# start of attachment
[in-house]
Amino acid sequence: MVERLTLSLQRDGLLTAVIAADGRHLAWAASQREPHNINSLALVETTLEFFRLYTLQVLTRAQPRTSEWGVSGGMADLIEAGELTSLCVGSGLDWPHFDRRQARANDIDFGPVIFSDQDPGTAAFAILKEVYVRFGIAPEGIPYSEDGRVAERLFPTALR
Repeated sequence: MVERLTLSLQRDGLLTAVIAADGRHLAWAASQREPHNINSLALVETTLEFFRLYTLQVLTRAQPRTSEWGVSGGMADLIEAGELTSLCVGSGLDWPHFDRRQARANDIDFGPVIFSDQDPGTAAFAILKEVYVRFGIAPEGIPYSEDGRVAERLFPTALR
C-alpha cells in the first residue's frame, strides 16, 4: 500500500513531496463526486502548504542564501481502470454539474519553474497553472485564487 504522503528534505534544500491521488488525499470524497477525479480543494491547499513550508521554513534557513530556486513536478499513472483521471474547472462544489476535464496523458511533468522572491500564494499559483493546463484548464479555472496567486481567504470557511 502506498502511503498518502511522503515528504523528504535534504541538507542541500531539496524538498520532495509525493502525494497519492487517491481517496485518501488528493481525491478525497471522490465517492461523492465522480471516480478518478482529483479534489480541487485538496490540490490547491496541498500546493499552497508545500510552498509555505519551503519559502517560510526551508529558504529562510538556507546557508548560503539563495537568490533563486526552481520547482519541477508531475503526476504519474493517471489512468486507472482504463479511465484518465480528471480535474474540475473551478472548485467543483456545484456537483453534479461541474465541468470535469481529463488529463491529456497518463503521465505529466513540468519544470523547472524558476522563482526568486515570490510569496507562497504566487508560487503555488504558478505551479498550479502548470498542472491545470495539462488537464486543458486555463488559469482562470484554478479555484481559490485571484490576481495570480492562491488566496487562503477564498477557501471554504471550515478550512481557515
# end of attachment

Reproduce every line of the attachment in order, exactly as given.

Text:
[in-house]
Amino acid sequence: MVERLTLSLQRDGLLTAVIAADGRHLAWAASQREPHNINSLALVETTLEFFRLYTLQVLTRAQPRTSEWGVSGGMADLIEAGELTSLCVGSGLDWPHFDRRQARANDIDFGPVIFSDQDPGTAAFAILKEVYVRFGIAPEGIPYSEDGRVAERLFPTALR
Repeated sequence: MVERLTLSLQRDGLLTAVIAADGRHLAWAASQREPHNINSLALVETTLEFFRLYTLQVLTRAQPRTSEWGVSGGMADLIEAGELTSLCVGSGLDWPHFDRRQARANDIDFGPVIFSDQDPGTAAFAILKEVYVRFGIAPEGIPYSEDGRVAERLFPTALR
C-alpha cells in the first residue's frame, strides 16, 4: 500500500513531496463526486502548504542564501481502470454539474519553474497553472485564487 504522503528534505534544500491521488488525499470524497477525479480543494491547499513550508521554513534557513530556486513536478499513472483521471474547472462544489476535464496523458511533468522572491500564494499559483493546463484548464479555472496567486481567504470557511 502506498502511503498518502511522503515528504523528504535534504541538507542541500531539496524538498520532495509525493502525494497519492487517491481517496485518501488528493481525491478525497471522490465517492461523492465522480471516480478518478482529483479534489480541487485538496490540490490547491496541498500546493499552497508545500510552498509555505519551503519559502517560510526551508529558504529562510538556507546557508548560503539563495537568490533563486526552481520547482519541477508531475503526476504519474493517471489512468486507472482504463479511465484518465480528471480535474474540475473551478472548485467543483456545484456537483453534479461541474465541468470535469481529463488529463491529456497518463503521465505529466513540468519544470523547472524558476522563482526568486515570490510569496507562497504566487508560487503555488504558478505551479498550479502548470498542472491545470495539462488537464486543458486555463488559469482562470484554478479555484481559490485571484490576481495570480492562491488566496487562503477564498477557501471554504471550515478550512481557515